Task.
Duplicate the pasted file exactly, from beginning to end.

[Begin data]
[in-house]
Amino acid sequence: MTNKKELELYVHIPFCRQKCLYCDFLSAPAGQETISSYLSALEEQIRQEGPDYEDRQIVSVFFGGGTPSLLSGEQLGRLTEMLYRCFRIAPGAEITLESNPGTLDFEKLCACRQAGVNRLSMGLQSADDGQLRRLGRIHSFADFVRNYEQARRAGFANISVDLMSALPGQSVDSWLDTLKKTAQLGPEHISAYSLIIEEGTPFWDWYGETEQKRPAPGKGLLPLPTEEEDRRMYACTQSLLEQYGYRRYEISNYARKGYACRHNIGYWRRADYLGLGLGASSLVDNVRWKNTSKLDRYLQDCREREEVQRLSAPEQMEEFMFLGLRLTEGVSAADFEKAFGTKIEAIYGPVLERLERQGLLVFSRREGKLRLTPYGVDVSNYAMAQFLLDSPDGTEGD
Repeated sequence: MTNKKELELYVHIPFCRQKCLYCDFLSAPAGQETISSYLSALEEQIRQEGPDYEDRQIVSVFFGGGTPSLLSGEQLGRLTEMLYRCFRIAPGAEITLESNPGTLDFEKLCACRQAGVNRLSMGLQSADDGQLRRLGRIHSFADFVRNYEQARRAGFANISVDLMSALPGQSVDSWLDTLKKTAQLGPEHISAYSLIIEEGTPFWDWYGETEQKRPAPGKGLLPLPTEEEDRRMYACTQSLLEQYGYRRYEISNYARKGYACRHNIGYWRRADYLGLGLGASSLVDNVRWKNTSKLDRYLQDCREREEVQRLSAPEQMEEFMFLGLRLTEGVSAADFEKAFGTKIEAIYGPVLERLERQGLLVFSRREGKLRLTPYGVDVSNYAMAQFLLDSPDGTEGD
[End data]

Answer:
[in-house]
Amino acid sequence: MTNKKELELYVHIPFCRQKCLYCDFLSAPAGQETISSYLSALEEQIRQEGPDYEDRQIVSVFFGGGTPSLLSGEQLGRLTEMLYRCFRIAPGAEITLESNPGTLDFEKLCACRQAGVNRLSMGLQSADDGQLRRLGRIHSFADFVRNYEQARRAGFANISVDLMSALPGQSVDSWLDTLKKTAQLGPEHISAYSLIIEEGTPFWDWYGETEQKRPAPGKGLLPLPTEEEDRRMYACTQSLLEQYGYRRYEISNYARKGYACRHNIGYWRRADYLGLGLGASSLVDNVRWKNTSKLDRYLQDCREREEVQRLSAPEQMEEFMFLGLRLTEGVSAADFEKAFGTKIEAIYGPVLERLERQGLLVFSRREGKLRLTPYGVDVSNYAMAQFLLDSPDGTEGD
Repeated sequence: MTNKKELELYVHIPFCRQKCLYCDFLSAPAGQETISSYLSALEEQIRQEGPDYEDRQIVSVFFGGGTPSLLSGEQLGRLTEMLYRCFRIAPGAEITLESNPGTLDFEKLCACRQAGVNRLSMGLQSADDGQLRRLGRIHSFADFVRNYEQARRAGFANISVDLMSALPGQSVDSWLDTLKKTAQLGPEHISAYSLIIEEGTPFWDWYGETEQKRPAPGKGLLPLPTEEEDRRMYACTQSLLEQYGYRRYEISNYARKGYACRHNIGYWRRADYLGLGLGASSLVDNVRWKNTSKLDRYLQDCREREEVQRLSAPEQMEEFMFLGLRLTEGVSAADFEKAFGTKIEAIYGPVLERLERQGLLVFSRREGKLRLTPYGVDVSNYAMAQFLLDSPDGTEGD